The man charged with murder in the 2003 death of Maggie Wigen in Tenakee Springs is set to stand trial in March.
James D. Harmon, 25, in Juneau Superior Court on Friday agreed to waive his right for a speedy trial after attorneys said they could try the case in March 2005. The trial had been scheduled for Aug. 23 this year.
Harmon has pleaded not guilty to all charges.
Ketchikan Superior Court Judge Trevor Stephens, presiding over Friday's hearing by telephone, scheduled the trial to begin on March 1 in Juneau. Attorneys said it could last three to four weeks.
Harmon is charged with seven felony counts, including first-degree murder and first-degree sexual assault against Wigen, a 19-year-old woman who lived in Juneau and Tenakee Springs. Her body was found on April 1, 2003, buried near the cabin where she was living in Tenakee Springs.
The grand jury indictment against Harmon also charges him with second-degree murder and attempted sexual assault, covering the same actions.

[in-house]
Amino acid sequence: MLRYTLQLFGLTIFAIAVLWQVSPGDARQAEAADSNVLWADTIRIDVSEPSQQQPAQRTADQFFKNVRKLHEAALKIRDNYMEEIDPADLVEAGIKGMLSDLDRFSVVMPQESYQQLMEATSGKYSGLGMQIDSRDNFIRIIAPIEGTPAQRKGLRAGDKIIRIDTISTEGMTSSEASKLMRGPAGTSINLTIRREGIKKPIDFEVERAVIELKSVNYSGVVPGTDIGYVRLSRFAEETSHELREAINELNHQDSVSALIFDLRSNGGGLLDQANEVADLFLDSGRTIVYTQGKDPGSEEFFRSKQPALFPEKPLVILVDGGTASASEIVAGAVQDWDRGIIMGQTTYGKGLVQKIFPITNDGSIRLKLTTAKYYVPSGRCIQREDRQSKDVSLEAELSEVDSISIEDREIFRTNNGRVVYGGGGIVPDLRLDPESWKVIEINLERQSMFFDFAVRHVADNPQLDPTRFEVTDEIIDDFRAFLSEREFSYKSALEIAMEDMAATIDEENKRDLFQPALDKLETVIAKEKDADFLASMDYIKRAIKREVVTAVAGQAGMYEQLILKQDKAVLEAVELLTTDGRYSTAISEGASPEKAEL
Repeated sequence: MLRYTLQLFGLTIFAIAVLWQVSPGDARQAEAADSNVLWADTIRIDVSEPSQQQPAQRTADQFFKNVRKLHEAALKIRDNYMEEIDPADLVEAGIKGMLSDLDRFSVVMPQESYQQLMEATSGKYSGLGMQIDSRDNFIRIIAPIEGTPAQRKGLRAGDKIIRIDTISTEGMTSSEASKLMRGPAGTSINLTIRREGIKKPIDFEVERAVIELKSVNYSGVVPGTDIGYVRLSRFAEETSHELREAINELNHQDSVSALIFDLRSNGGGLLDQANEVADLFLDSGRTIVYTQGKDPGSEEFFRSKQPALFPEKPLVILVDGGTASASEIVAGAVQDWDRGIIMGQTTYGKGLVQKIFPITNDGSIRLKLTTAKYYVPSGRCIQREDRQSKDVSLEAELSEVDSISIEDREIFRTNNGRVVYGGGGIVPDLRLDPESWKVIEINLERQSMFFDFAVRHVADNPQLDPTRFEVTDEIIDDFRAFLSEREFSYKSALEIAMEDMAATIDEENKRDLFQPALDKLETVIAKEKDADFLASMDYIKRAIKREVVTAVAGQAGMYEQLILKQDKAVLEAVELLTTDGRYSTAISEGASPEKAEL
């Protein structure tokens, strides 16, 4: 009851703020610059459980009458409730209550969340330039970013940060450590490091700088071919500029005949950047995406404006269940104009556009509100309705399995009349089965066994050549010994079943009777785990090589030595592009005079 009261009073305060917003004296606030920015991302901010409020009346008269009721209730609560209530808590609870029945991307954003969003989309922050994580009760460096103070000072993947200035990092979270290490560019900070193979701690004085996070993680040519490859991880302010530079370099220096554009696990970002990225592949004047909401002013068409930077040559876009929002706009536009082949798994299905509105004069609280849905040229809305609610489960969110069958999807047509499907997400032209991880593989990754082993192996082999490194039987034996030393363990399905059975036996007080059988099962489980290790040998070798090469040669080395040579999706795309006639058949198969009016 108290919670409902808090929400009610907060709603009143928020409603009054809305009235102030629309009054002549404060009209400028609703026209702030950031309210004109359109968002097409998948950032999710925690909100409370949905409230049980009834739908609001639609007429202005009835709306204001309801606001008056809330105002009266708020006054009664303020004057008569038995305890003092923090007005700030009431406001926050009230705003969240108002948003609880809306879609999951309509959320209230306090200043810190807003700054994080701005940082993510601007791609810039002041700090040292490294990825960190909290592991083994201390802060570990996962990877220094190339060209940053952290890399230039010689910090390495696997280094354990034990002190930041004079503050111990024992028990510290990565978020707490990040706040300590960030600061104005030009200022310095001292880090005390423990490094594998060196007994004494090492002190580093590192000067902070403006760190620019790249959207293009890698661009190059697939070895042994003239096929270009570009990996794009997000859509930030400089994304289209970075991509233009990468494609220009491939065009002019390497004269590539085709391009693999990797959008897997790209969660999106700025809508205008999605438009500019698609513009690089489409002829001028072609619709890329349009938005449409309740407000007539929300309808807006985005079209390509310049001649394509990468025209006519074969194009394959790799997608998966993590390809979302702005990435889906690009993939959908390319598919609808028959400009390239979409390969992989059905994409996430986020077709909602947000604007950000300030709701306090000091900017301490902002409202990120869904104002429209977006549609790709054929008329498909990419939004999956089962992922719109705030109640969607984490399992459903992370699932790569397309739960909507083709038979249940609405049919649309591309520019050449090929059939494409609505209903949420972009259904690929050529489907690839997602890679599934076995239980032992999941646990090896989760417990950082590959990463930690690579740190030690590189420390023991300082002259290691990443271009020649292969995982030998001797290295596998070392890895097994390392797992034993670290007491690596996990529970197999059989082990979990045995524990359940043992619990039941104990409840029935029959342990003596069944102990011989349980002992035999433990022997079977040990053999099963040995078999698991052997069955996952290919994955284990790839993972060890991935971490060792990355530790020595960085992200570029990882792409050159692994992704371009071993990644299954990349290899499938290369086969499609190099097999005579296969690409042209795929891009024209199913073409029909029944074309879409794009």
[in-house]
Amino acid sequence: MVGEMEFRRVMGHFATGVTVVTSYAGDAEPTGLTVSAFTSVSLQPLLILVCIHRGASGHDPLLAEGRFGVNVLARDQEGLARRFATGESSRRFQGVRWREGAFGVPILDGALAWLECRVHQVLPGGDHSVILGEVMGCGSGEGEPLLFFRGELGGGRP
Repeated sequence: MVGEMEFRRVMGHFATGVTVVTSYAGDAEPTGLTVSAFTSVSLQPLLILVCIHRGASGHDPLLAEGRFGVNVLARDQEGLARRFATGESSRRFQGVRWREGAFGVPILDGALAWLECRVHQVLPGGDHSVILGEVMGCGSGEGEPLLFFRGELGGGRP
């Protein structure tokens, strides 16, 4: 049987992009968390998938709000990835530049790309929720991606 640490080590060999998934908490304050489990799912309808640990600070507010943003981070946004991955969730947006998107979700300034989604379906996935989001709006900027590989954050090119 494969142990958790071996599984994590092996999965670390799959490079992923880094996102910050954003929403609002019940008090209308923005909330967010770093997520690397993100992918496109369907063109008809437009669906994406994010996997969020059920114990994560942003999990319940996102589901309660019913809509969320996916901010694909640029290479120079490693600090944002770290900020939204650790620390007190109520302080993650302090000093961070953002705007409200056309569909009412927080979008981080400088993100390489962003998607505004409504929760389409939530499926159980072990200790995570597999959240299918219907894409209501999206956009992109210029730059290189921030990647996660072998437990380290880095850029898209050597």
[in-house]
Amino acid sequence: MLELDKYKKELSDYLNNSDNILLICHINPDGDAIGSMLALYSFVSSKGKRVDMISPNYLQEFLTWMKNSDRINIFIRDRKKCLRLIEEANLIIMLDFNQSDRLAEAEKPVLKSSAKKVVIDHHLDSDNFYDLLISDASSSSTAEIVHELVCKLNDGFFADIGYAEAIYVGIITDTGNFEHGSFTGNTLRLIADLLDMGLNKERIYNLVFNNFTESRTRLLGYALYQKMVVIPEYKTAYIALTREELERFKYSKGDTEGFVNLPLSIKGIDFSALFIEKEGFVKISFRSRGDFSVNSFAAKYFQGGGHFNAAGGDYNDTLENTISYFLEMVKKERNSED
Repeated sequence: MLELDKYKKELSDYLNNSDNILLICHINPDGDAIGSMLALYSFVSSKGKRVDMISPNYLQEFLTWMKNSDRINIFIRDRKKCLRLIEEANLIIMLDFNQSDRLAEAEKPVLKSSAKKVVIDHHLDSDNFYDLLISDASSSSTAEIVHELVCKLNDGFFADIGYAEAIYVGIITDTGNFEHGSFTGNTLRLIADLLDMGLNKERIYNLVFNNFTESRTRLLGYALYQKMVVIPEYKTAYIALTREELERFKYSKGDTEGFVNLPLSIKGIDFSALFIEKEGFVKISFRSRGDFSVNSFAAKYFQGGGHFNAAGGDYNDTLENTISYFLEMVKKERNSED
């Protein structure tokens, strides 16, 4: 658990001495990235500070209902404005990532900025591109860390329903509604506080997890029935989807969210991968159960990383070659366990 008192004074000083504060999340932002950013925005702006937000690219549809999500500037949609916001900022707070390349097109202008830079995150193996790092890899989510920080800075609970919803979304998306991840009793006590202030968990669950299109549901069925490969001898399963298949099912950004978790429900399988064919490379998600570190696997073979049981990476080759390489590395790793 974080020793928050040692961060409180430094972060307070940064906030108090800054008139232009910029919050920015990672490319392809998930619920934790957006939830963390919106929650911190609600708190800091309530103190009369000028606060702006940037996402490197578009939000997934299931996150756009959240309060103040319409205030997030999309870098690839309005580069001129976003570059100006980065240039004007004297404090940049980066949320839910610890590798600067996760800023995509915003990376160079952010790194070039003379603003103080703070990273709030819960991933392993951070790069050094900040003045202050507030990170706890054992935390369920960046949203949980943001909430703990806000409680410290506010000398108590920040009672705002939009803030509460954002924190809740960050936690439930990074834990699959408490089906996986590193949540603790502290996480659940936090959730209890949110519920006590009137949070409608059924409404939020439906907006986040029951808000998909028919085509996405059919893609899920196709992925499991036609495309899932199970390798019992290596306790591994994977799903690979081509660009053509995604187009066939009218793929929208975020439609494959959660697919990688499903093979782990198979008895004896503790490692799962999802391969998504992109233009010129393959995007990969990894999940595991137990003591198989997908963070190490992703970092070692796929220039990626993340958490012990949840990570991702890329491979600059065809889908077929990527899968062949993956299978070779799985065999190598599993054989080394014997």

It further charges Harmon with second-degree theft from Wigen in the same time frame as the murder. Two first-degree attempted sexual assault charges allege actions against Wigen and another woman in Tenakee Springs on Jan. 1, 2003, after a New Year's Eve party in the community.
Harmon remains in the Lemon Creek Correctional Center in lieu of $750,000 bail. Juneau District Magistrate John W. Sivertsen set the bail amount at Harmon's initial appearance on May 21.
Assistant Public Defender David Seid asked Stephens to hold a hearing soon to reconsider his client's bail. Stephens scheduled the hearing for July 28. He said he would try to be in Juneau for the hearing and take up other pretrial matters.
Leaving court Friday, Seid said he will propose that along with reducing the amount of the bail, Harmon be placed under the full-time supervision of family.